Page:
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Despite spending less at restaurants, customers are still ordering appetizers at an exponential rate. In a slow economy, appetizers are easier on the wallet and two can be combined to make a meal. What's more, they offer diners an opportunity to explore flavors and ingredients; appetizers are offered in every cuisine and take form in various shapes and sizes.The variety of starters on menus is one of the hottest trends on the restaurant scene right now—so much so that entrees are taking a back seat to small plates.
Do customers really eat the low-fat, low-calorie, low-sodium foods they claim they want restaurants to serve? According to the 2010 Healthy Eating Consumer Trend Report developed by food industry consulting group Technomic, almost 50% of the 1,500 consumers surveyed claim to want healthier foods, but only 25% actually consider nutrition when dining out. Here are some of the report’s other interesting findings:
After a 4% decline in 2009 and another 3% decline in 2010, lunch daypart sales are set to rebound 2% to $114 billion in 2011. Unemployment and the economic slump caused budget-conscious consumers to cut back on lunch spending in restaurants, but creative marketing and unique offers are spurring them to come back. Fast-food operators with lunch menus in the “extremely affordable” category have sustained the industry and helped it bounce back during the recession.
The Latino cuisine market is still seeing double-digit growth, garnered by the rapidly expanding Hispanic population in the United Sates as well as increased interest by non-Latino fans of the food. The ingredients and boldly flavored dishes appeal to an American interest in something different and continue to be favorites of an Hispanic population that is growing out of metro areas to smaller markets.
The aging Baby Boomer population wants to stay healthy—and they’re willing to pay for it. Packaged Facts, a division of, released a new report, Healthy 50+ Americans: Trends and Opportunities in the Emerging Wellness Market that details how today’s seniors view aging and wellness. The report defines “Healthy 50+ Consumers” as Americans 50 and older pursing a wellness regime that includes exercise and healthy eating habits. The report counts 26 million Americans in this category.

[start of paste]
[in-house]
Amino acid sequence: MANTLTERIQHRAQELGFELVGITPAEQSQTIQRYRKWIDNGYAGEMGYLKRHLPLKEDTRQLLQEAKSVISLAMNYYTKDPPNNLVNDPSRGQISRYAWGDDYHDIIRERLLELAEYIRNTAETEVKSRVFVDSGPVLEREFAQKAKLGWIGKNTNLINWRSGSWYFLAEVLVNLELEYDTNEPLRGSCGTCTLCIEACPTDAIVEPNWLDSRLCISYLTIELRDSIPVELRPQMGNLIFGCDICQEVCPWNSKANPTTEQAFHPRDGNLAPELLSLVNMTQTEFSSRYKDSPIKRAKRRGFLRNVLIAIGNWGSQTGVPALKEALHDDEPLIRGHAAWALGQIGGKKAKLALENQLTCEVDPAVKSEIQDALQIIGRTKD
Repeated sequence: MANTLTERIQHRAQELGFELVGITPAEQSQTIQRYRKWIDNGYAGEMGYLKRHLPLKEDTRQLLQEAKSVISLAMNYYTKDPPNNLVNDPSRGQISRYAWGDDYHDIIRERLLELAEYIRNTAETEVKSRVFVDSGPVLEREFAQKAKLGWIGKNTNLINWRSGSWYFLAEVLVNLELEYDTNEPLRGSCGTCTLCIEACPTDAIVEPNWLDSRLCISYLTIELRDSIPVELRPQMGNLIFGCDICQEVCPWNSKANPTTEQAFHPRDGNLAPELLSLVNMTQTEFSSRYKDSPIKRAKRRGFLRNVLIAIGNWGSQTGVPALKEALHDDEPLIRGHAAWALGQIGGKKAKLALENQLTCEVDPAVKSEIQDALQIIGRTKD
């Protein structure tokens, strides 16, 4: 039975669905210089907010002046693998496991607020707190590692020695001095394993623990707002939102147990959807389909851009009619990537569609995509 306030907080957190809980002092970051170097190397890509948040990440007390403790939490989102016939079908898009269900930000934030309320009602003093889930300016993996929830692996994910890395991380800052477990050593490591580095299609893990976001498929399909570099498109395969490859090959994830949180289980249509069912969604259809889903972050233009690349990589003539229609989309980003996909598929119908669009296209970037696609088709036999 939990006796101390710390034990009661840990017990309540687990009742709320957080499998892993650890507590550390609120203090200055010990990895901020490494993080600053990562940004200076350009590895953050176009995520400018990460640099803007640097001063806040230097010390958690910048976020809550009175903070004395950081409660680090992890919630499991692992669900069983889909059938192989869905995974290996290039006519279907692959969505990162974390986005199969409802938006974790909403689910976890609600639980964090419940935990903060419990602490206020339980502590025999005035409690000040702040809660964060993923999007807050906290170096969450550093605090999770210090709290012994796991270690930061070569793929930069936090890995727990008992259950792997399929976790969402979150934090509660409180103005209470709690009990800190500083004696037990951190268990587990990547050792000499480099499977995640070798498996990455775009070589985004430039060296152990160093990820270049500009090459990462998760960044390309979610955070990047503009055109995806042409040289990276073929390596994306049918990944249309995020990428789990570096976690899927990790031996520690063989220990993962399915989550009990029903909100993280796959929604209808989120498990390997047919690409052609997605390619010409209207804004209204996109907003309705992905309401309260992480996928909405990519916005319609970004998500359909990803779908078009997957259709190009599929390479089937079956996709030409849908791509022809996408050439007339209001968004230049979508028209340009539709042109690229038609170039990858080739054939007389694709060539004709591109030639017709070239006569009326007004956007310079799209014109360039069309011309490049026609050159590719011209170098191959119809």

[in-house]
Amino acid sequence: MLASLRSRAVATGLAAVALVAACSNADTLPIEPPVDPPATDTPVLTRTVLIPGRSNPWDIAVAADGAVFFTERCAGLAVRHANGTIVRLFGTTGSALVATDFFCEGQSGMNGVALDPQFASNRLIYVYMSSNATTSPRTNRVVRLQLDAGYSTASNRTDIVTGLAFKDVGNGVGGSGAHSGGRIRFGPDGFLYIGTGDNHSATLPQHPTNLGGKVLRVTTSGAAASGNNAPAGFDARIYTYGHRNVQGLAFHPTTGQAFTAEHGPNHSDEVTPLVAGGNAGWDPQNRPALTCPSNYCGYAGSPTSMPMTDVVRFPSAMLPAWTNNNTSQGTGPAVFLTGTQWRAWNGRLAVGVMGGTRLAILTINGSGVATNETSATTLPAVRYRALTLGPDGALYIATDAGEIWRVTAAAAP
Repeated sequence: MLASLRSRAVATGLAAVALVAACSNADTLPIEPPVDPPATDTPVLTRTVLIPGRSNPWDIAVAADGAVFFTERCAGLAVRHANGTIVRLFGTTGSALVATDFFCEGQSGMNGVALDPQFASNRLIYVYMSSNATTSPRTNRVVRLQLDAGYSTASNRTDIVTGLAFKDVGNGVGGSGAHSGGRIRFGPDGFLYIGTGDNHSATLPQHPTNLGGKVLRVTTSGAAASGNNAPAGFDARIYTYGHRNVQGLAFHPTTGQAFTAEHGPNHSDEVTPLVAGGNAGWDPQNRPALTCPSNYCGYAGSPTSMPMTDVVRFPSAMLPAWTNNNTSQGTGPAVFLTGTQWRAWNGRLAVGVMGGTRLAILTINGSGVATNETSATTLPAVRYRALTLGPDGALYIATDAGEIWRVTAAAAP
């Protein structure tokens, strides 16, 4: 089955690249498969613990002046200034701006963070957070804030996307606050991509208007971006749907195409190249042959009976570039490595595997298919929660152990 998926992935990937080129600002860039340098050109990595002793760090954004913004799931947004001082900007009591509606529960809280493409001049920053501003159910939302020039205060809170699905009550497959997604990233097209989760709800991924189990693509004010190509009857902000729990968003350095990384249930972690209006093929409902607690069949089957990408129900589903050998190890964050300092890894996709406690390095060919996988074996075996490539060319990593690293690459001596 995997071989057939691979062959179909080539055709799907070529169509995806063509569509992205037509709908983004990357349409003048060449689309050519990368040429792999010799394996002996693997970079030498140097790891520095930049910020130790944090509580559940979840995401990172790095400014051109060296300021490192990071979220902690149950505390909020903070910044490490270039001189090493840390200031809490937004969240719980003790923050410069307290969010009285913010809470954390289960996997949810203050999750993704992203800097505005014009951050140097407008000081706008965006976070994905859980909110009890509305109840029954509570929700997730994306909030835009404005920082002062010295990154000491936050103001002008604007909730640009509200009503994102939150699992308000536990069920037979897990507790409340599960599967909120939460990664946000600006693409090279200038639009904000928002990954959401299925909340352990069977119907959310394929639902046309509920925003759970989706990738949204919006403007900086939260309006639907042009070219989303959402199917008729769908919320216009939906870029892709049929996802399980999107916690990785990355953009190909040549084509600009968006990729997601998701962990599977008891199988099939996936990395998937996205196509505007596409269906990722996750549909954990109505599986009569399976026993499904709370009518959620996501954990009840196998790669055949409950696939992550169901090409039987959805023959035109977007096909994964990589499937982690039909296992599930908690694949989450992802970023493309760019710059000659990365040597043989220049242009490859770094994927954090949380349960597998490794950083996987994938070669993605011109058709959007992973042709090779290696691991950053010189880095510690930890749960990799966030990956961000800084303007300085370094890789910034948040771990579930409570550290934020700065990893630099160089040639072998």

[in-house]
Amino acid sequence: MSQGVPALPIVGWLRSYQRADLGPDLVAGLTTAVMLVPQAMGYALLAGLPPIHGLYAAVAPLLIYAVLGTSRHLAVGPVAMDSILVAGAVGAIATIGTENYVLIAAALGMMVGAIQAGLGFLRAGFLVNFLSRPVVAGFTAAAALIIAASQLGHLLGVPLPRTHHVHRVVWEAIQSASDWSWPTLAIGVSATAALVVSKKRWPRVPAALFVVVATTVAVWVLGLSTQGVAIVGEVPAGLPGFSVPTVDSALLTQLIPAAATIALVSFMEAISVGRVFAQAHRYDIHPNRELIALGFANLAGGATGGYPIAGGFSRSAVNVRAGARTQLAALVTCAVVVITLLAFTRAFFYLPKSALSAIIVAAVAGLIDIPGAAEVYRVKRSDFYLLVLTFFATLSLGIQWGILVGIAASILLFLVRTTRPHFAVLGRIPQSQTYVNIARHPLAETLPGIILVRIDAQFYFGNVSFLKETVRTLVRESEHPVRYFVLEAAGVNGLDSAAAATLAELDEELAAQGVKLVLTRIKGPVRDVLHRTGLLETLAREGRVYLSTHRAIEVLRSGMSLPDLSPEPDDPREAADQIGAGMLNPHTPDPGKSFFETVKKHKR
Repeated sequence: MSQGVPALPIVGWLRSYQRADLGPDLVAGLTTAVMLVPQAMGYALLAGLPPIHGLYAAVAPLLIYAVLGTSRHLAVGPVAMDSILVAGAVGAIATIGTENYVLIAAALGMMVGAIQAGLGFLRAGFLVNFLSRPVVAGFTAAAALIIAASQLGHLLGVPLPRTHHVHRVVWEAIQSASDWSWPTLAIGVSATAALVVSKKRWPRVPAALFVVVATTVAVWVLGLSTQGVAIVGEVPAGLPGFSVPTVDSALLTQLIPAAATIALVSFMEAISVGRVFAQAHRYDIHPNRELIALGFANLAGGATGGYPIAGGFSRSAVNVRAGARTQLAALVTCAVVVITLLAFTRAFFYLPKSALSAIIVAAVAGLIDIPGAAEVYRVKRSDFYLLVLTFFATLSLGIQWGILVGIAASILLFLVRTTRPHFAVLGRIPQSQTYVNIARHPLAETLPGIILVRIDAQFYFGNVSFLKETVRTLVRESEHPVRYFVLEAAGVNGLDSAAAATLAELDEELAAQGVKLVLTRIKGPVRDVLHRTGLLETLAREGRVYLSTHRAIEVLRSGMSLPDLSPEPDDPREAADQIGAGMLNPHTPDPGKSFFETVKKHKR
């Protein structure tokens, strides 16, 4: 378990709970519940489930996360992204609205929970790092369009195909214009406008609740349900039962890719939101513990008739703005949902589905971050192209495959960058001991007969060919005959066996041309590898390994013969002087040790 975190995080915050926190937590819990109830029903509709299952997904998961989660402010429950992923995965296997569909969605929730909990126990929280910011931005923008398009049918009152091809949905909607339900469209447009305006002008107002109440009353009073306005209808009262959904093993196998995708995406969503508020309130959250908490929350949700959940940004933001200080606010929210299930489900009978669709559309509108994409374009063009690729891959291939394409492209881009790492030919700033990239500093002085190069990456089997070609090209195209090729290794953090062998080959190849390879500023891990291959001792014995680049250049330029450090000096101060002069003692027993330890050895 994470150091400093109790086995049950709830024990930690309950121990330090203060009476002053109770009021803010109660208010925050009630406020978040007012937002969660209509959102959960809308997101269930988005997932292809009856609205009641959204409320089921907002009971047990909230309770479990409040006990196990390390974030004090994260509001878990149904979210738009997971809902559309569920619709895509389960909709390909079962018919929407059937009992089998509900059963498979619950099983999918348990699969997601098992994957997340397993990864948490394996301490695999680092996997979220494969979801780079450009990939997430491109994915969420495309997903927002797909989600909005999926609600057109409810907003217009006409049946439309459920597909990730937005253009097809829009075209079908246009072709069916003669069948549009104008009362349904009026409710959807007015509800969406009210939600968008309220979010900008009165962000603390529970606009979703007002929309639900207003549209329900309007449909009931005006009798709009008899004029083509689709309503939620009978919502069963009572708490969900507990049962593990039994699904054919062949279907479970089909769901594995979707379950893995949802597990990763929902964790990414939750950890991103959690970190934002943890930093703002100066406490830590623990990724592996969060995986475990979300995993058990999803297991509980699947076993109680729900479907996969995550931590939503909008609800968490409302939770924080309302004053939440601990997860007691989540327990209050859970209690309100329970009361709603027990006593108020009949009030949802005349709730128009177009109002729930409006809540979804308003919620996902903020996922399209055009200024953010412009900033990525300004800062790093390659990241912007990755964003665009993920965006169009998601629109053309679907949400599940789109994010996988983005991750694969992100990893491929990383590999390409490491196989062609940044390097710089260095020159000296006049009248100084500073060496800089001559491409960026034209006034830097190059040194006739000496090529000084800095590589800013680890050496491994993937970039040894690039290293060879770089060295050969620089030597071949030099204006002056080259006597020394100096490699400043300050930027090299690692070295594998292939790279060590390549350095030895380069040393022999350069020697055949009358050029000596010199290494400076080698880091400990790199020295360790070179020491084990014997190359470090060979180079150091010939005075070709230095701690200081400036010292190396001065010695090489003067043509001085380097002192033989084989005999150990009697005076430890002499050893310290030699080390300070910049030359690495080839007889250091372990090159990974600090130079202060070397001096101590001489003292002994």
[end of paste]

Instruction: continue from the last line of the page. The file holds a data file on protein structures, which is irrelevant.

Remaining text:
Patrons may grumble when restaurants raise food prices, but they seem willing to spend more for better service. According to a survey of 500 consumers from American Express MarketBriefing, diners would spend more money for pleasant atmosphere, cleanliness and friendly staff than they would for healthier menu items or freshly baked bread.
Foodservice catering is gathering strength and rebounding, and the forecast looks bright through 2012. Signs of recovery began in 2010, due to aggressive expansion into the catering space by limited-service establishments, the return of business event-driven spending and a healthier consumer outlook.
Frozen desserts comprised 28.4% of all desserts on the menus tracked by Technomic in the first half of 2010.Vanilla and chocolate ice cream dominate the category, but frozen yogurt, frozen custard, gelato and sorbet are winning over more and more fans. When it comes to offering frozen desserts on menus, there are several key factors that make them sell.
A loud restaurant creates an unpleasant dining experience, at least according to results of a recent survey by American Express MarketBriefing. While many dislike din of any kind, most tolerate music better than other types of noise. The survey also found women especially sensitive, with 62% saying that too much noise adds stress to the meal.
In a recent Technomic survey of 1,500 consumers, 70 percent said they eat dessert at least once per week away from home. The Dessert Consumer Trend Report goes on to explain how restaurants can capitalize on this interest and boost incremental dessert sales.
Hispanics make up 16 percent of the U.S. population, according to 2010 census figures. This group makes 9.8 billion restaurant visits a year, but how and when they visit depends on their primary language. Recent NPD foodservice research revealed the following differences:
The government's recently released 2010 Dietary Guidelines for Americans puts a strong emphasis on increased consumption of produce. In fact, consumers are encouraged to "make half their plates" fruits and vegetables. Eating more fruits and vegetables is a key factor in three of the four recommendations made by the Dietary Guidelines Committee: